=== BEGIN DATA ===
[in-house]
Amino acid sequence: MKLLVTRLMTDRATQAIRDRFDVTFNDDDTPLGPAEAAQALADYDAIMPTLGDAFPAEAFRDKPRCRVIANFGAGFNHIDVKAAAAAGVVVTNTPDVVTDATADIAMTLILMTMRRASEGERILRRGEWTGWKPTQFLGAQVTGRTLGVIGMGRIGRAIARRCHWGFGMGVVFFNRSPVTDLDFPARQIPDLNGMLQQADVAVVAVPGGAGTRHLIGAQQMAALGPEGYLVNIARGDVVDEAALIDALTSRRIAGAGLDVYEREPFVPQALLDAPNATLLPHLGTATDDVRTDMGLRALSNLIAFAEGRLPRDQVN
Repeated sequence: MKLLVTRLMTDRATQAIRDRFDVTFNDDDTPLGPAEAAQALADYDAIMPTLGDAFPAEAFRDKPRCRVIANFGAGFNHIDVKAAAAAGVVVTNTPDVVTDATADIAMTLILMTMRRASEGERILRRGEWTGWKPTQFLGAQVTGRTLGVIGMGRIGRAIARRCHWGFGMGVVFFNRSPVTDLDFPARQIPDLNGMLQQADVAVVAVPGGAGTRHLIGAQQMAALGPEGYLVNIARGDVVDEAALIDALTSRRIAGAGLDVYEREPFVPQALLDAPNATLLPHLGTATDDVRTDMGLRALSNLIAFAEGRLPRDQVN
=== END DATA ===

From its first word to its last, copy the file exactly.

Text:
[in-house]
Amino acid sequence: MKLLVTRLMTDRATQAIRDRFDVTFNDDDTPLGPAEAAQALADYDAIMPTLGDAFPAEAFRDKPRCRVIANFGAGFNHIDVKAAAAAGVVVTNTPDVVTDATADIAMTLILMTMRRASEGERILRRGEWTGWKPTQFLGAQVTGRTLGVIGMGRIGRAIARRCHWGFGMGVVFFNRSPVTDLDFPARQIPDLNGMLQQADVAVVAVPGGAGTRHLIGAQQMAALGPEGYLVNIARGDVVDEAALIDALTSRRIAGAGLDVYEREPFVPQALLDAPNATLLPHLGTATDDVRTDMGLRALSNLIAFAEGRLPRDQVN
Repeated sequence: MKLLVTRLMTDRATQAIRDRFDVTFNDDDTPLGPAEAAQALADYDAIMPTLGDAFPAEAFRDKPRCRVIANFGAGFNHIDVKAAAAAGVVVTNTPDVVTDATADIAMTLILMTMRRASEGERILRRGEWTGWKPTQFLGAQVTGRTLGVIGMGRIGRAIARRCHWGFGMGVVFFNRSPVTDLDFPARQIPDLNGMLQQADVAVVAVPGGAGTRHLIGAQQMAALGPEGYLVNIARGDVVDEAALIDALTSRRIAGAGLDVYEREPFVPQALLDAPNATLLPHLGTATDDVRTDMGLRALSNLIAFAEGRLPRDQVN